This Line May Be Disconnected: As wireless options increase, the mere existence of the home phone is threatened.

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Americans have become quite attached to their cell phones. So much so that nearly a third of all wireless users would choose to lose their home telephone before parting with their wireless one, according to a new study by Arlington, Virginia-based eBrain Market Research.

Forty-five percent of wireless consumers aged 18 to 34 are likely to consider dumping their landline. Moreover, 47 percent of those who own a PCS phone - the digital models with call waiting and caller ID - say they would prefer the freedom to roam than to stay at home. "To say that wireless phones are going to make home phones obsolete is far reaching," admits Tim McNamara, manager of communications for eBrain. "But these numbers say that it is not as far off as people think. That three in 10 people said they were more likely to give up their home phone than a cell phone was surprising, even to us."

According to the Personal Communications Industry Association, 94 million Americans now have a wireless phone. The amount of time they spend talking on all those mobile phones is increasing at a remarkable rate: The International Data Corporation says owners currently average 247 minutes per month on their wireless phones, compared with 155 minutes in 1999 and a mere 89 minutes in 1998.

Maybe it's the size that matters. Wireless phones have shrunk in size and weight, making them a viable primary communication tool. According to eBrain's survey, 71 percent of people say they tote their phone with them most or all of the time, compared with 59 percent in 1998. More phones, more minutes, more access - the changes add up to a cultural shift. "People get very attached to their wireless phones once they have them," McNamara says.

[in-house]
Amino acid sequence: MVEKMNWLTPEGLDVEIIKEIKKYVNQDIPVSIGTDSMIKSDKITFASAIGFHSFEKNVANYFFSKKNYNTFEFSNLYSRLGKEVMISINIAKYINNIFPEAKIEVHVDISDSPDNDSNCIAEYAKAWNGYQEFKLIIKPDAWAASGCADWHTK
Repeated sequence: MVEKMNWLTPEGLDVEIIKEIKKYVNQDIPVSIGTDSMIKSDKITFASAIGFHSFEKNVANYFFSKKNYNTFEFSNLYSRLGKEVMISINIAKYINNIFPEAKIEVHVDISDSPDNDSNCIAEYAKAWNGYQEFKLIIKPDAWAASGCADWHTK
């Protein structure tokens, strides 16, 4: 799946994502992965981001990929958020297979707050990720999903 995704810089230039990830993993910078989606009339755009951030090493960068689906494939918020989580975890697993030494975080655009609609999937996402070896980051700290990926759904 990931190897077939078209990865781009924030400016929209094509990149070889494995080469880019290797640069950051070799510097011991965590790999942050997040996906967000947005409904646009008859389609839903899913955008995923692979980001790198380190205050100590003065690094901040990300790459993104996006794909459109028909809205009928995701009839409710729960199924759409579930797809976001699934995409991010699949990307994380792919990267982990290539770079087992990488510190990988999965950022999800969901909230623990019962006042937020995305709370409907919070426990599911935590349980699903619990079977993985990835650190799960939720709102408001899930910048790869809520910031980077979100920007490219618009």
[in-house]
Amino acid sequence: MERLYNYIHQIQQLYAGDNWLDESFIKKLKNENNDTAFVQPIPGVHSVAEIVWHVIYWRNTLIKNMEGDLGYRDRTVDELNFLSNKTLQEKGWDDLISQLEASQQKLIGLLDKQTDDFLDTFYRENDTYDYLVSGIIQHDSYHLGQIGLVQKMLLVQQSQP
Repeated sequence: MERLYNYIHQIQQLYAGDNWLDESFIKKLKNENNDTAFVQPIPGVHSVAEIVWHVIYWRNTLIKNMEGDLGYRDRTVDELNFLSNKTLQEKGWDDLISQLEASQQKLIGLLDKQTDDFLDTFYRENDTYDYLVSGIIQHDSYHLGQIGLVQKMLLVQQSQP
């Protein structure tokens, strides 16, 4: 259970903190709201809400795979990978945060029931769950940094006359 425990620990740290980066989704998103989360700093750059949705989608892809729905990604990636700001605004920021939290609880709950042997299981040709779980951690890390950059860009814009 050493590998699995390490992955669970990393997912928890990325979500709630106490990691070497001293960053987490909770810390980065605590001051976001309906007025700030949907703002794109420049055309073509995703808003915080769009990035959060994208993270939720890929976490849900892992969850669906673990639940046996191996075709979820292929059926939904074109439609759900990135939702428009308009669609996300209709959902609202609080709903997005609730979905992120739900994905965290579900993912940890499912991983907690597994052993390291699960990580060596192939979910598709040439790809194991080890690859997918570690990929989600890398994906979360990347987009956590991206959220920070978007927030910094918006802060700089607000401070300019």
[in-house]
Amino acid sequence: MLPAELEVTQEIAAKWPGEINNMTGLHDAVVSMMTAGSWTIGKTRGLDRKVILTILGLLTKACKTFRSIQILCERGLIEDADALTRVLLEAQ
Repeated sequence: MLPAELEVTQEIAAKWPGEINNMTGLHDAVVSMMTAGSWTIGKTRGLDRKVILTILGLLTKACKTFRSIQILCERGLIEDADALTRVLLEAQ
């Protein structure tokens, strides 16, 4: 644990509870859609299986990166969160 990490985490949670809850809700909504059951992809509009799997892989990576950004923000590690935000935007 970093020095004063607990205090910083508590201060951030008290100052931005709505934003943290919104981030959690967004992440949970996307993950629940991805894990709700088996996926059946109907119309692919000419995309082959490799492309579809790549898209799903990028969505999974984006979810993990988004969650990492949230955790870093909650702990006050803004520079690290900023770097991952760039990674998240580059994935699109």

Despite the gains, wireless phones are still basically used as secondary lines, notes John Salak, editor-in-chief of tele.com. What holds most people back from becoming wholly wireless, he says, is the relatively high cost of service. According to eBrain, however, it's not just the dollars. By and large, rates have fallen, but in the last two years, the number of people who say they are satisfied with their wireless plans has dropped 22 percentage points, from 76 percent in 1998 to 54 percent in 2000.

Salak predicts that once e-mail, phone service, and an Internet connection are routinely routed through one source, people will be more likely to discard their landlines. Currently only one in 10 wireless phone owners have the capability to view e-mail on their phone, yet 38 percent of those polled by eBrain say they would like this feature.

How long before we get rid of our landlines completely? Salak predicts we're only a few years away. "As technology advances, you might really see a greater predominance [of people using wireless phones] as their primary phone," he says. "I'd say in three to four years." For now, we're still working on becoming a paperless society.

For more information on home phone abandonment, call Tim McNamara at eBrain Market Research at (703) 907-7033.

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